9. Actually I have said twice in this thread that if they have the rule, it needs to be on the website or made clear at the time of reservation. If they have done so, great. I did not assume either way. Secondly, I think a good Argument can made that, having made a reservation and given my credit card number, we have entered a binding contract. They can usually charge me if I don't show up or cancel before a certain date. Arguably I have a contractual right to a room under the terms agreed upon. Most likely, the terms include a broad 'all rules and regulations' type provison, anyway. Lots of different facts that can come into play, so I don't want to paint with too broad of a brush. But mostly I was responding to the attitude of 'their hotel, their rules." There actually are limitations on those rules, and basic contract law may be one of them. And actually I think there Is a general assumption about this being a noise issue. I think it's also possible that the rule is about hotel liability. In the event a child is victimized or injured, the hotel may want to be able to say, "the parents are at fault here. We had a rule."
  10. Does he have contact through his job with better paid people who are not college graduates? I think there are many 'blue collar' type jobs that can pay a decent wage. Even a ups or fedex driver makes more than it sounds like he is making. I would start asking everyone questions about their jobs (in a friendly, getting to know you way). To me, a college degree would not be my first choice unless he knows what he would want to do and that his employment prospects would be good. With no college, he would have a lot of hours to complete and would not be earning during those hours. If he had that as a strong desire, I would say to go for it. But otherwise, I would also look at jobs that don't require starting a degree program. Also, I would also think about how I could start laying the groundwork for being more employable myself. Even if right now you can't get a full time job, I would start getting up to speed on basic skills like using all the windows office programs, volunteering in an area I care about etc. You don't want to be in this situation ten years from now, and can't change it overnight. So think shorter term. Is there anything I can do in the next six months to be a little better off? Is there anything he can start doing to build a network, generate ideas, or build a financial cushion? Do I know what kind of job I would be good at? Does he?
  11. It's not like I think people have to follow every rule. I just don't like to model an attitude that certain rules don't apply to me, or that I am too cowed to confront a rule but will skitter around avoiding it, or that everyone understands that rules saying one thing mean another or apply only to some people. Hotels love to call us "guests" but I am not a guest. I am someone who entered into a contract to exchange money for lodging. I am an equal player in that business transaction. I am not a child who has to follow rules I did not agree to. I am not a child who has to "break" rules on the sly. I don't care, in this case, about just or unjust rules. This is a badly designed rule that can't be easily enforced and probably wasn't not intended to be enforced as written. I haven't looked, but I bet most hotel websites already have boilerplate language about noise and disruption. This rule is probably posted because they have a hard time enforcing the rules they already have and just want really broad power. But I don't give people that power lightly. I am a consumer who can say, "That rule was not on your website or agreed to when reserving a room. I won't follow that rule. Would you like to see my 'add on' rules for you and your staff?"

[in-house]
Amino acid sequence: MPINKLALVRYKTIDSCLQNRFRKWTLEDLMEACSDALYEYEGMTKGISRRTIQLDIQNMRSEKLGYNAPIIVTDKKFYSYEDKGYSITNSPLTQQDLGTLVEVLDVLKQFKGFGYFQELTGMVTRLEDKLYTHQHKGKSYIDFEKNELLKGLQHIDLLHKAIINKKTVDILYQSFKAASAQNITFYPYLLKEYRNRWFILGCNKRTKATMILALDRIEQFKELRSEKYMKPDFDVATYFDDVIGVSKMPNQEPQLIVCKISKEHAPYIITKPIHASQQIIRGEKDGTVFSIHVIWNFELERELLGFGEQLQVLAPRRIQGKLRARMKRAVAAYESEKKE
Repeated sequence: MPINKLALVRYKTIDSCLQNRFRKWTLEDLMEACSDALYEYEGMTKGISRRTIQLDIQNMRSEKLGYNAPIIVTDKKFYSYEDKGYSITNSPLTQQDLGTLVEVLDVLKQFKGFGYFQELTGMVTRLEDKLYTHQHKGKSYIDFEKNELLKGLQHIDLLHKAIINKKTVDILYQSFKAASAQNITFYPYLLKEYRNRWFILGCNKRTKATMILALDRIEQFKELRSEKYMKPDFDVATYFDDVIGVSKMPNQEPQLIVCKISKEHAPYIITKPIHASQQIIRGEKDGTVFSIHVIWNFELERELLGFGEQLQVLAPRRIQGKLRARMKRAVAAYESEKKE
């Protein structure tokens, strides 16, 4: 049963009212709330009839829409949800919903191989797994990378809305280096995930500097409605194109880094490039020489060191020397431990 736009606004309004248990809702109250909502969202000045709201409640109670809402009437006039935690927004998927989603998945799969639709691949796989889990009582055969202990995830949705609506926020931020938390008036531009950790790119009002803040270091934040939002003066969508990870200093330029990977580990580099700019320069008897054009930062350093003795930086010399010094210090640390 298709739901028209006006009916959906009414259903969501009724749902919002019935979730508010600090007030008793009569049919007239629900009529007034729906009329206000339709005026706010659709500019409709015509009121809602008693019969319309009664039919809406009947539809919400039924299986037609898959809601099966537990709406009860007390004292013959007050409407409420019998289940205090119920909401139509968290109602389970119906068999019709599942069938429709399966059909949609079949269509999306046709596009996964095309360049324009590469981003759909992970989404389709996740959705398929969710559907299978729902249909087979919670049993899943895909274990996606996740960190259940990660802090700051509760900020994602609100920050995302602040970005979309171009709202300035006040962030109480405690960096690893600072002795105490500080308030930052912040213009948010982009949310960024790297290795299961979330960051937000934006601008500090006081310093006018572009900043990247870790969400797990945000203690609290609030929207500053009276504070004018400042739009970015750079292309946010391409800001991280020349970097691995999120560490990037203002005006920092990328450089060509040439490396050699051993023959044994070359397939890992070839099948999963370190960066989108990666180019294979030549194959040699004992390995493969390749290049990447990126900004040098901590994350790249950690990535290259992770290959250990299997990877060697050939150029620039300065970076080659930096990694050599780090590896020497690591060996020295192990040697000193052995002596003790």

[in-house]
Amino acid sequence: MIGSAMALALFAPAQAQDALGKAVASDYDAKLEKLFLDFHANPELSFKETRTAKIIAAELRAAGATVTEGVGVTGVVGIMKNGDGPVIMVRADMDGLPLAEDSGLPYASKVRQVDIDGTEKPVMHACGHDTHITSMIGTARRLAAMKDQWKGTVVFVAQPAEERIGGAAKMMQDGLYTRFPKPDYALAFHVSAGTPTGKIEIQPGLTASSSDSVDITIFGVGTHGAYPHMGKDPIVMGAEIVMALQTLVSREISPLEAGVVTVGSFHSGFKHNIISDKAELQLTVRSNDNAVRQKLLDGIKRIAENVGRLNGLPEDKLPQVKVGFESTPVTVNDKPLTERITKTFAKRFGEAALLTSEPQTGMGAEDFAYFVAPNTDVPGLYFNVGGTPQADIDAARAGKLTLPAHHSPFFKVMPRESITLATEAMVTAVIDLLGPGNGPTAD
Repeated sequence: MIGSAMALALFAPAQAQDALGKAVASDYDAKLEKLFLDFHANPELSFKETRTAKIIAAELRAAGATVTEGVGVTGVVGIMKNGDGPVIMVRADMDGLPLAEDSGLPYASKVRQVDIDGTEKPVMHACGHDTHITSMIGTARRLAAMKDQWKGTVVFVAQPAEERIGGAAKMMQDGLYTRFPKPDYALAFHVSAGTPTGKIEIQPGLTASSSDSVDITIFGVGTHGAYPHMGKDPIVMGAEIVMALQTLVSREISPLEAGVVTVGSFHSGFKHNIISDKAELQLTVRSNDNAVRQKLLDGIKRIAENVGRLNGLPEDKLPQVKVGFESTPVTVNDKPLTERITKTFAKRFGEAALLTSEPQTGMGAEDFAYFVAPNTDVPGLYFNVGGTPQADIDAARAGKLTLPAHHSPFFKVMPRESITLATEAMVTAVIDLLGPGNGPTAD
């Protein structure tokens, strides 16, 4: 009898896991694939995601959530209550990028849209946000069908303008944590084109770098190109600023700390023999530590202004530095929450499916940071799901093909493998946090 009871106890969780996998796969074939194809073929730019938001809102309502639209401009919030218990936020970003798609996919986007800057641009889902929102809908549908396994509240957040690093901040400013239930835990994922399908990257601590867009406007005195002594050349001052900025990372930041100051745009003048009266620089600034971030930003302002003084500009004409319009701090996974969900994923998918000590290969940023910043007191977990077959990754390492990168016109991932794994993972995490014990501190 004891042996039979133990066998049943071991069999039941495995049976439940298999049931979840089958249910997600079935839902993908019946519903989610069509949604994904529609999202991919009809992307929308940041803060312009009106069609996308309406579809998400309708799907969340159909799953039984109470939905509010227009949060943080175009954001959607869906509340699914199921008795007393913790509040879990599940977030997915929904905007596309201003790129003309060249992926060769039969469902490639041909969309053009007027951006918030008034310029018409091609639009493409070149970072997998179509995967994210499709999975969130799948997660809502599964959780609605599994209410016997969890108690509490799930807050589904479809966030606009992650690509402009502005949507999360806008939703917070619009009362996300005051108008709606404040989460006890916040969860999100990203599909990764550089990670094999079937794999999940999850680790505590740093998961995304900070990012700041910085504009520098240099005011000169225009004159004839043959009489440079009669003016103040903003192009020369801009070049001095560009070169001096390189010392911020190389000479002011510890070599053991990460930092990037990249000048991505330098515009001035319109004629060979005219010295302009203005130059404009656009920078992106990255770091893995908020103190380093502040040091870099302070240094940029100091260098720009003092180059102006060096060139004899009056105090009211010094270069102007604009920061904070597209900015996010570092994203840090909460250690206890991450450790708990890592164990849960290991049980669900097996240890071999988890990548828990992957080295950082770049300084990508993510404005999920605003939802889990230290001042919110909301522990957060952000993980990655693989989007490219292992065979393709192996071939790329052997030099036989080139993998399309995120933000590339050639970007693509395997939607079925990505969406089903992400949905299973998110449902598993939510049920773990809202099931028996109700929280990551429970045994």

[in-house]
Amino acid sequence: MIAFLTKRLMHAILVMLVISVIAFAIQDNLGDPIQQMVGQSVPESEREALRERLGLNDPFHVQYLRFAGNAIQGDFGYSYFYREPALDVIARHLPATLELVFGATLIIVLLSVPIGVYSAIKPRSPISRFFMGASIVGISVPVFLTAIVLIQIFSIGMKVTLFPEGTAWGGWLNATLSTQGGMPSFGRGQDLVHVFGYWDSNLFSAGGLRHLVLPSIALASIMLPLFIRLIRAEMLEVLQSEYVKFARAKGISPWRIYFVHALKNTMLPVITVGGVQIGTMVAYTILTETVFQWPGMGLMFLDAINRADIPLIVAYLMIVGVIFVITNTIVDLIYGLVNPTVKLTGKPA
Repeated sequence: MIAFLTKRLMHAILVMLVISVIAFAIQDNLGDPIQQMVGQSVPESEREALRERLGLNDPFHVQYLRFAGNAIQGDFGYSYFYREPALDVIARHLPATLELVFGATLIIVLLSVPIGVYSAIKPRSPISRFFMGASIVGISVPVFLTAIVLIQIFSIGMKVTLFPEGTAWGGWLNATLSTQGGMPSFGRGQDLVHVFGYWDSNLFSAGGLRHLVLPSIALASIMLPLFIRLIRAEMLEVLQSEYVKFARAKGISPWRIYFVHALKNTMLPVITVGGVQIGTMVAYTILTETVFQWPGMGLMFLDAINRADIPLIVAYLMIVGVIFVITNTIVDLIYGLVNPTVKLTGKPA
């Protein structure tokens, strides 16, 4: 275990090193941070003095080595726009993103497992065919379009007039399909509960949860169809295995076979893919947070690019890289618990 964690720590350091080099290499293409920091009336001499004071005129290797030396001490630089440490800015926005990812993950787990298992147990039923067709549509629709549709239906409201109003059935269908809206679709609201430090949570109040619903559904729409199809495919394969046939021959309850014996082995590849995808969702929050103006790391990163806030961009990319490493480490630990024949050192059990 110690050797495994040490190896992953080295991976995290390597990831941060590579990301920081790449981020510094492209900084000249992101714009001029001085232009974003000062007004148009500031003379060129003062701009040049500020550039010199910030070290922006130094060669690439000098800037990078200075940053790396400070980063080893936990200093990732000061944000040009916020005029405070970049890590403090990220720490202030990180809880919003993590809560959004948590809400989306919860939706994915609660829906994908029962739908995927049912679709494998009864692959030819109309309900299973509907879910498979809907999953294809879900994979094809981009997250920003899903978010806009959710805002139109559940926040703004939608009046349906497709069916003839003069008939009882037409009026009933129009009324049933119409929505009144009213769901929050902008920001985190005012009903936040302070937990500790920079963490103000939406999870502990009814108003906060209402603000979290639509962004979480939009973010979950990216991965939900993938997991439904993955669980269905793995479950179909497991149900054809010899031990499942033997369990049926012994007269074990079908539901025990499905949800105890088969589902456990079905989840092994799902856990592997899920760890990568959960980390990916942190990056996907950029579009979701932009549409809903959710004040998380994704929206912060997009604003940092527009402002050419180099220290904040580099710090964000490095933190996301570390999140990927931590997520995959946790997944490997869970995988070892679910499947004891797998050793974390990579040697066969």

12. Right. I understand that. Their enforcement power is limited to asking the people to leave. They don't make a rule saying "excessively noisey people will be asked to leave," because they know that is a subjective standard. So instead they make a rule that seems less subjective and universally prohibits everyone from having a child unattended. But they never intend to enforce that rule consistently. They know they will only enforce it when there is a problem in the eyes of whoever is on duty. Back to a subjective standard that leaves room for Inequal inforcement. If they think it's a good rule, they should make its very clear to people considering staying there. I don't like dumb rules, but I also don't like tellng my kids we don't have to follow rules.
  13. Then in that case, I would want them to write that. "We have this rule. But it probably only applies to other people, not you. Our employees are empowered to decide which people have to follow which rules."
  14. I just hope they display that prominently on their webpage or make it clear when reserving. I would not want to stay at a hotel where I would have to get all my kids out of bed to get ice or when one wants a snack or needs a tooth brush from the front desk. It's an odd enough rule that I think people should know it up front. If they do that and it doesn't affect their business, great. But I would not want to only hear about this after I am in town and the other hotels around are booked.